Sonny Gray gave up an 0-2 single to right to Ryan Rua to snap his no-hitter in the eighth inning of Monday’s game against the Rangers.
Gray, aiming for just the second Opening Day no-no in MLB history, had thrown 83 pitches through seven innings, allowing just two batters to reach. One came on an HBP, while the other reached on a Ben Zobrist error.
After Rua’ s single, Gray got a line-drive double play and a groundout to finish the eighth at 98 pitches. He exited, and the A’s went on to win the game 8-0.
Zobrist, more than making up for his error, had a two-run homer and a double in his A’s debut.
Cleveland’s Bob Feller pitched the lone Opening Day no-hitter in MLB history in 1940 against the White Sox.
For the A’s, it was the first Opening Day victory in 11 years. Even with all of their regular-season success, they had lost 10 straight openers dating back to 2005, and they were shut out in the last two. Their previous Opening Day victory in 2004 was also against the Rangers.
Over the past several weeks we’ve heard a lot of news about teams furloughing front office and scouting staff, leveling pay cuts for those who remain and, most recently, ceasing stipends to minor league players and releasing them en masse. The message being sent, intentionally or otherwise, is that baseball teams are feeling the pinch.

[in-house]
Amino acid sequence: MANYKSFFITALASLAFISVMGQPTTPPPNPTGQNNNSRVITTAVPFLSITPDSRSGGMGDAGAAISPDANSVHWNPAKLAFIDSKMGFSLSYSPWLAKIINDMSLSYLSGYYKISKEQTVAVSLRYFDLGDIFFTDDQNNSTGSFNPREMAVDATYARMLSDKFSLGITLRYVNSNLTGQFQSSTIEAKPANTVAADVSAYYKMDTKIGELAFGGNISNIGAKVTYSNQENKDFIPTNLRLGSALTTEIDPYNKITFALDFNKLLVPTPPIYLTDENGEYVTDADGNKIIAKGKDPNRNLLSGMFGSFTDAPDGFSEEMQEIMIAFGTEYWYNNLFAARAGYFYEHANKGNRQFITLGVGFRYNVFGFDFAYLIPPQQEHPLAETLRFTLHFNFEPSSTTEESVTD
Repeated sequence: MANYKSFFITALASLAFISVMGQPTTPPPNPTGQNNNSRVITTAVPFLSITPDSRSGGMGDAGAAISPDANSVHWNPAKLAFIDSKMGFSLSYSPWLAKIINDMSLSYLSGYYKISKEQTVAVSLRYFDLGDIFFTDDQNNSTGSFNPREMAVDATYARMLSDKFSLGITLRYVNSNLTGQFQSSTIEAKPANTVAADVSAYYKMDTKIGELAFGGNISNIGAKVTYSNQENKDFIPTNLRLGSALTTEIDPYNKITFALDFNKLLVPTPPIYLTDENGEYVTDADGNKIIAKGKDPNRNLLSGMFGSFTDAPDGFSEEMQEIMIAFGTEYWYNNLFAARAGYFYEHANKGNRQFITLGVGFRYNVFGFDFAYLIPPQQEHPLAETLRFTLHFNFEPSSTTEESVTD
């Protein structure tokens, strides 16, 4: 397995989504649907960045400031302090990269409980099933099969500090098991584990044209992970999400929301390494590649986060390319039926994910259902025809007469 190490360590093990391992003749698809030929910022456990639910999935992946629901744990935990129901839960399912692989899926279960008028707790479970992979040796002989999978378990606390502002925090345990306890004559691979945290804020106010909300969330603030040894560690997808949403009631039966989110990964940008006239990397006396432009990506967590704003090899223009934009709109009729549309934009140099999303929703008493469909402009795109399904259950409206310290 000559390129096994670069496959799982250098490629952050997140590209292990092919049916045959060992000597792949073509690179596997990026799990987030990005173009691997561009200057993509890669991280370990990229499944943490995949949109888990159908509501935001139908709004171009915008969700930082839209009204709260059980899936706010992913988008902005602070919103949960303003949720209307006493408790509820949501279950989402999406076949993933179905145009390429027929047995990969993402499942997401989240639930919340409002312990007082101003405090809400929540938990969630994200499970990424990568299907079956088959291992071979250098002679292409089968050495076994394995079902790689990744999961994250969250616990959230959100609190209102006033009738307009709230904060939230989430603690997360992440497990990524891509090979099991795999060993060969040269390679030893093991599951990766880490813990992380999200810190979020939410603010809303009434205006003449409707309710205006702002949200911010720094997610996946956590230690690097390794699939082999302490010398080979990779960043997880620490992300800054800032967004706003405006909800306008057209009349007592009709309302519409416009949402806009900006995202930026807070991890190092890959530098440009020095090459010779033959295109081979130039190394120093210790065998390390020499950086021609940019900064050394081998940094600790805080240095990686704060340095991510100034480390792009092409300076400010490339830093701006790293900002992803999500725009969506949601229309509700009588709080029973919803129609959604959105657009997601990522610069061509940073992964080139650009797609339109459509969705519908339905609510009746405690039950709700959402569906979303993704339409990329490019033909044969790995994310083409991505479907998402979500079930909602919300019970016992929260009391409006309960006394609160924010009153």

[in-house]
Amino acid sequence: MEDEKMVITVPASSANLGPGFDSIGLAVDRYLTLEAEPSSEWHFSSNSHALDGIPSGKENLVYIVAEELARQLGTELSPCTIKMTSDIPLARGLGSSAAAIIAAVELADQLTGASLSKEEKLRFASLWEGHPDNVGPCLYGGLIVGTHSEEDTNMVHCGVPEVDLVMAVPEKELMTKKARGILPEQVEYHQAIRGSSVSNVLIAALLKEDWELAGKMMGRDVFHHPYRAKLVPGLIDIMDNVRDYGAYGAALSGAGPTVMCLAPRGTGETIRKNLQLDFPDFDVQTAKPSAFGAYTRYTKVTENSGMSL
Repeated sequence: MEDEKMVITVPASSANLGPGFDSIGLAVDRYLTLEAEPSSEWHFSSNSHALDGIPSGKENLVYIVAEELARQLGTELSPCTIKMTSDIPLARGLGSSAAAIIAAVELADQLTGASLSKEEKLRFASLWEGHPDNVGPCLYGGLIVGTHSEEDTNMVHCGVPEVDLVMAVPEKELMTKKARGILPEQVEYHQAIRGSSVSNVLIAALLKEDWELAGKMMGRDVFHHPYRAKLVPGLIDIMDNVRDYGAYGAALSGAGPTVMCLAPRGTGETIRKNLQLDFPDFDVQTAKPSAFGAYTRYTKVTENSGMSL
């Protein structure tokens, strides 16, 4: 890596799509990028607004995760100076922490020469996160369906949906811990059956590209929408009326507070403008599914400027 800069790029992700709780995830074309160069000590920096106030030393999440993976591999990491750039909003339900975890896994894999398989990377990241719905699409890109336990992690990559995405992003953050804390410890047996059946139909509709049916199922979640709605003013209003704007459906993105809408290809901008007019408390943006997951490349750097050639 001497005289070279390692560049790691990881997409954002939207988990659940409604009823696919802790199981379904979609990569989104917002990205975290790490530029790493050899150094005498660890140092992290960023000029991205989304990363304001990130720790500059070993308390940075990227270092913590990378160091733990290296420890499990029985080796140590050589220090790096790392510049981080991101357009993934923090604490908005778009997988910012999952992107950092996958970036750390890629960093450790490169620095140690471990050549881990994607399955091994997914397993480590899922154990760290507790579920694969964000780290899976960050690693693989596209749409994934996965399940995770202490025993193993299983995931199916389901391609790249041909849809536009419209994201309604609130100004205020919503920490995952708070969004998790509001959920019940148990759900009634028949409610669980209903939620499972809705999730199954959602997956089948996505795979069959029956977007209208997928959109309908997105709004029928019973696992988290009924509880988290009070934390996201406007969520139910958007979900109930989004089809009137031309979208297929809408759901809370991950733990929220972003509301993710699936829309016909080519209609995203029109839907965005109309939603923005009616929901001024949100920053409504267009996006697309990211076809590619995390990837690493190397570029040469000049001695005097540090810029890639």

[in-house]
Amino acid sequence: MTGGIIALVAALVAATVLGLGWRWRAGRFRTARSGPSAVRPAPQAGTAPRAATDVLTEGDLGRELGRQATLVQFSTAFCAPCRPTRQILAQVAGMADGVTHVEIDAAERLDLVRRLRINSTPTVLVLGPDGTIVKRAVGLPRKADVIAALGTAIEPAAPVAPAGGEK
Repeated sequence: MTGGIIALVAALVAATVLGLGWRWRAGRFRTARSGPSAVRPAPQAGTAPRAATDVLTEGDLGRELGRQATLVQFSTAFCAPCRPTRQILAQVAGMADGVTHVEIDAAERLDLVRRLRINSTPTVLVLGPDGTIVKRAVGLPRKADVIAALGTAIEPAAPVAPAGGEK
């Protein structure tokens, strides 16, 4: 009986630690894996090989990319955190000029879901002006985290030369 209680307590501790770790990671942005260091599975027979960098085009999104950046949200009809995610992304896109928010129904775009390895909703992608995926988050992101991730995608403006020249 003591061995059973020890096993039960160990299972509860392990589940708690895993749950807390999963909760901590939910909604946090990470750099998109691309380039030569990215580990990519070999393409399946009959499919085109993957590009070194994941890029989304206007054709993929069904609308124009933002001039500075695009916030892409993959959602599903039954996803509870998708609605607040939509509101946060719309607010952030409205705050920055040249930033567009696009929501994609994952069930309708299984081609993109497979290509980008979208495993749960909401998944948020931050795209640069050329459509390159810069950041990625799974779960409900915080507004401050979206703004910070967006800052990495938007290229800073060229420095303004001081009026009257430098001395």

The Kansas City Royals, however, are a different story.
Jon Heyman reported this afternoon that the Royals are paying their minor leaguers through August 31, which is when the minor league season would’ve ended, and unlike so many other teams, they are not releasing players either. Jeff Passan, meanwhile, reports that the Royals will not lay any team employees off or furlough anyone. “Nearly 150 employees will not take pay cuts,” he says, though “higher-level employees will take tiered cuts.” Passan adds that the organization intends to restore the lost pay due to those higher-level employees in the future when revenue ramps back up, making them whole.
While baseball finances are murky at best and opaque in most instances, most people agree that the Royals are one of the lower-revenue franchises in the game. They are also near the bottom as far as franchise value goes. Finally, they have the newest ownership group in all of baseball, which means that the group almost certainly has a lot of debt and very little if any equity in the franchise. Any way you slice it, cashflow is likely tighter in Kansas City than almost anywhere else.
Yet the Royals are paying minor leaguers and front office employees while a great number of other teams are not. What’s their excuse?